Ed Ensler an old time resident of Valley Ford, was found dead on the floor of his cabin on Tuesday night. Deputy Coroner Tom Wilson drove out on Wednesday and held an inquest. Death was due to natural causes. The old man had been ailing for some time and his death was hastened by the earthquake shock. He was a county pensioner and had no relatives as far as is known. He was a native of Holland aged 75 years and was unmarried. He lived for a long time on the Patterson place.

The remains were brought to Petaluma by Mr. Wilson and on Thursday morning were laid to rest at Cypress Hill Cemetery. He was buried at the expense of the county.


Since the San Francisco disaster Petaluma has become quite a journalistic center. At the Argus offices, besides the printing of the local paper, the composition for the Marin Journal and part of the Santa Rosa papers, the Argus is doing the printing for the Brunt office of San Francisco, and is printing the Labor Clarion, the Trestle Board L’Italia and La Svizzera, all of San Francisco.

May 4:


It has been reported here that the instantaneous shutting off of the current at the local plant prevented the destruction of this city by fire on the morning of the earthquake.

Manager Weber of the Petaluma Gas and Electric Co. states that this is incorrect. The shock of the earthquake swung and broke the main power line and blew out fuses in a hundred different places. The main line broke in two places here and on in the yard east of the power house and the San Rafael main line broke just east of the D street bridge. There could be no fires from electric wires at Santa Rosa because before the buildings went down the power was off. An Argus reporter, who was in a down town building, saw the flash when the power stopped and it was during the early part of the shock.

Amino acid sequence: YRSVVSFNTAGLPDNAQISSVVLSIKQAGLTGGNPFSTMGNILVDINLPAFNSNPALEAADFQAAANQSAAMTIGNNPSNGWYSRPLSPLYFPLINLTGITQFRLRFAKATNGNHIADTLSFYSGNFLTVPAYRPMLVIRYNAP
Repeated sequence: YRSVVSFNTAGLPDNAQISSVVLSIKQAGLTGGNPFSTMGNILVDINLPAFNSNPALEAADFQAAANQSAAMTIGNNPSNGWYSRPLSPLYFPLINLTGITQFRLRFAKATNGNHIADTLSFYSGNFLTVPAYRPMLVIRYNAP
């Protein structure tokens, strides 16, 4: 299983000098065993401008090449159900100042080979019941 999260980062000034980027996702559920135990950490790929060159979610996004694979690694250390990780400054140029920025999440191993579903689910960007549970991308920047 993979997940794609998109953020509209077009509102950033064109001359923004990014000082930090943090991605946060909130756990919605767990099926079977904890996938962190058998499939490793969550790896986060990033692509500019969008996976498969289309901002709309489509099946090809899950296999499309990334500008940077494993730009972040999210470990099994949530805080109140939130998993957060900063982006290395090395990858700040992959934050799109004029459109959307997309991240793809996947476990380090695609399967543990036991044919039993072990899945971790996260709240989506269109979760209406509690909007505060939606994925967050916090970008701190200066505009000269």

Mr. Weber believes that most of the fires started from stocks of matches in the grocery stores although some were no doubt kindled by lamps and by stoves.

Up at Colgate where the “juice” is generated, no shock was felt. Not until the load went off the machines did the electricians know that anything had happened and even then they did not know what was the matter.

May 7:


An Argus reporter visited Sebastopol on Sunday and was astonished to see the magnitude of the damage done at that place. Many business buildings are in ruins. Others are standing with one or two walls gone. The big power house is cracked and the storage batteries of the railway are ruined…The people who viewed the ruins on Sunday had no idea that Sebastopol had suffered to such an extent…

May 9:


Santa Rosa, May 8–There was a serious collision on the Petaluma & Santa Rosa electric railway yesterday afternoon between a work train clearing away debris in this city and a train which was emerging from a siding at Sebastopol. Two cars were wrecked and thrown into a ditch, while one end of a motor passenger car was demolished. A number of laborers from this city were going to Sebastopol to unload the debris, but they jumped from the cars and escaped. Several were badly bruised. The train crews have been laid off pending an investigation.

May 10:

Isn’t it about time for the newspapers to begin to print something outside of the calamitous catastrophe? But then there is so much of it that it requires a spirit of negation to get outside of it.

May 11:


Several days ago the Argus stated that in a few days it would have pleasant surprise for the people of Petaluma and today it is able to keep its promise by announcing that the Protestant Orphan Asylum will temporarily move its entire establishment from San Francisco to this city and will be maintained here for from nine months to one year. The children and attendants will arrive a week from Monday and the huge pavilion at Kenilworth Park will be the home of the little ones and their guardians numbering all told at present, 210 people…